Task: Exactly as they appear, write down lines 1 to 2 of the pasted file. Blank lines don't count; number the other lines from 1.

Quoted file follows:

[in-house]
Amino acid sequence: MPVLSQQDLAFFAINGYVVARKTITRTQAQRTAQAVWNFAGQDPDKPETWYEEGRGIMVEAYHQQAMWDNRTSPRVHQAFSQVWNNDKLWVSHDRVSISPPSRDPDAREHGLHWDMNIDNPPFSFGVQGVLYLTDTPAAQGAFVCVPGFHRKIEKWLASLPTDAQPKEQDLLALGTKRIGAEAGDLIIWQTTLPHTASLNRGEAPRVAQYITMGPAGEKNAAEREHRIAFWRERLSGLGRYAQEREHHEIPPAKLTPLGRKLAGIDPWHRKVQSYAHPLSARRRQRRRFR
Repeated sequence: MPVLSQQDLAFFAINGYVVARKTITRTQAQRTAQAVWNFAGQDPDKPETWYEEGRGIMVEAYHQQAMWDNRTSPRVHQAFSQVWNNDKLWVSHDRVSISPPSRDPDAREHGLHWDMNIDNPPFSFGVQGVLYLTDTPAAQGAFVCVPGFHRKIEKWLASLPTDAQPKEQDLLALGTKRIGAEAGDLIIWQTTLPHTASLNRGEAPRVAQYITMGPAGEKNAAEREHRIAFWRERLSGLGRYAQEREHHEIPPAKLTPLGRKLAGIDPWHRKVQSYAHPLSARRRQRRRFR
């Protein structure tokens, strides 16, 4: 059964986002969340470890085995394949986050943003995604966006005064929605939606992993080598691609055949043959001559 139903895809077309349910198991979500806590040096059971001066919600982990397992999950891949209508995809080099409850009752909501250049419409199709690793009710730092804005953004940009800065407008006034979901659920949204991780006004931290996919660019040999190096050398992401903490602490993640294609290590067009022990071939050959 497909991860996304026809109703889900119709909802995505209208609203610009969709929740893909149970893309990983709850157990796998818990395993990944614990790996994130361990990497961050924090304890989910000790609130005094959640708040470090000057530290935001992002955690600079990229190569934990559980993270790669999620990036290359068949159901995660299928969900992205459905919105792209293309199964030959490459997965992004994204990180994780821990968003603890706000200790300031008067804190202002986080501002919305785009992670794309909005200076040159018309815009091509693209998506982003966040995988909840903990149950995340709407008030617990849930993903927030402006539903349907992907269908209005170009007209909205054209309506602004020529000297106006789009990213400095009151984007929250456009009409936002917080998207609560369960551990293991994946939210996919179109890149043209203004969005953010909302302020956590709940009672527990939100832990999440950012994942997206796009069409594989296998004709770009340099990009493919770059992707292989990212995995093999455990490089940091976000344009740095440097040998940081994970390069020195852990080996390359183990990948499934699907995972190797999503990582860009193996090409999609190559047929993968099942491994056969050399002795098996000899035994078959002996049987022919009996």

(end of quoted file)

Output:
[in-house]
Amino acid sequence: MPVLSQQDLAFFAINGYVVARKTITRTQAQRTAQAVWNFAGQDPDKPETWYEEGRGIMVEAYHQQAMWDNRTSPRVHQAFSQVWNNDKLWVSHDRVSISPPSRDPDAREHGLHWDMNIDNPPFSFGVQGVLYLTDTPAAQGAFVCVPGFHRKIEKWLASLPTDAQPKEQDLLALGTKRIGAEAGDLIIWQTTLPHTASLNRGEAPRVAQYITMGPAGEKNAAEREHRIAFWRERLSGLGRYAQEREHHEIPPAKLTPLGRKLAGIDPWHRKVQSYAHPLSARRRQRRRFR